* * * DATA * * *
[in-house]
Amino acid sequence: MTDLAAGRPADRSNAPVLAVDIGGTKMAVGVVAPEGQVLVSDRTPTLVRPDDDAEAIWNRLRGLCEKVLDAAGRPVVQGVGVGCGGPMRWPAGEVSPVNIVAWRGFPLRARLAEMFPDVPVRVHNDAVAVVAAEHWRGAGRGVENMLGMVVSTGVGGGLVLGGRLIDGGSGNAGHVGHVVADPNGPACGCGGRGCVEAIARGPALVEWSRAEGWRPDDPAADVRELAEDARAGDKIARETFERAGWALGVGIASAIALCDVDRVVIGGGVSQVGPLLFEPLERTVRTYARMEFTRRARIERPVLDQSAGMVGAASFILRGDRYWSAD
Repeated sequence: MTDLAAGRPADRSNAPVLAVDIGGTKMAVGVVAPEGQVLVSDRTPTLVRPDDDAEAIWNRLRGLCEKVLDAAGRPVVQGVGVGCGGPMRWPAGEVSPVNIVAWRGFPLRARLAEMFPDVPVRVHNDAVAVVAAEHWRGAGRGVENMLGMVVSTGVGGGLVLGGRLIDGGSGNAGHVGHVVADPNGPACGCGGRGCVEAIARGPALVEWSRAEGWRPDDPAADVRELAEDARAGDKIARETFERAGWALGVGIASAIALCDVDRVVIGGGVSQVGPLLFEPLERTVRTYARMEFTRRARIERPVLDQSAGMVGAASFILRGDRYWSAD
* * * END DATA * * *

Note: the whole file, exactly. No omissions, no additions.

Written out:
[in-house]
Amino acid sequence: MTDLAAGRPADRSNAPVLAVDIGGTKMAVGVVAPEGQVLVSDRTPTLVRPDDDAEAIWNRLRGLCEKVLDAAGRPVVQGVGVGCGGPMRWPAGEVSPVNIVAWRGFPLRARLAEMFPDVPVRVHNDAVAVVAAEHWRGAGRGVENMLGMVVSTGVGGGLVLGGRLIDGGSGNAGHVGHVVADPNGPACGCGGRGCVEAIARGPALVEWSRAEGWRPDDPAADVRELAEDARAGDKIARETFERAGWALGVGIASAIALCDVDRVVIGGGVSQVGPLLFEPLERTVRTYARMEFTRRARIERPVLDQSAGMVGAASFILRGDRYWSAD
Repeated sequence: MTDLAAGRPADRSNAPVLAVDIGGTKMAVGVVAPEGQVLVSDRTPTLVRPDDDAEAIWNRLRGLCEKVLDAAGRPVVQGVGVGCGGPMRWPAGEVSPVNIVAWRGFPLRARLAEMFPDVPVRVHNDAVAVVAAEHWRGAGRGVENMLGMVVSTGVGGGLVLGGRLIDGGSGNAGHVGHVVADPNGPACGCGGRGCVEAIARGPALVEWSRAEGWRPDDPAADVRELAEDARAGDKIARETFERAGWALGVGIASAIALCDVDRVVIGGGVSQVGPLLFEPLERTVRTYARMEFTRRARIERPVLDQSAGMVGAASFILRGDRYWSAD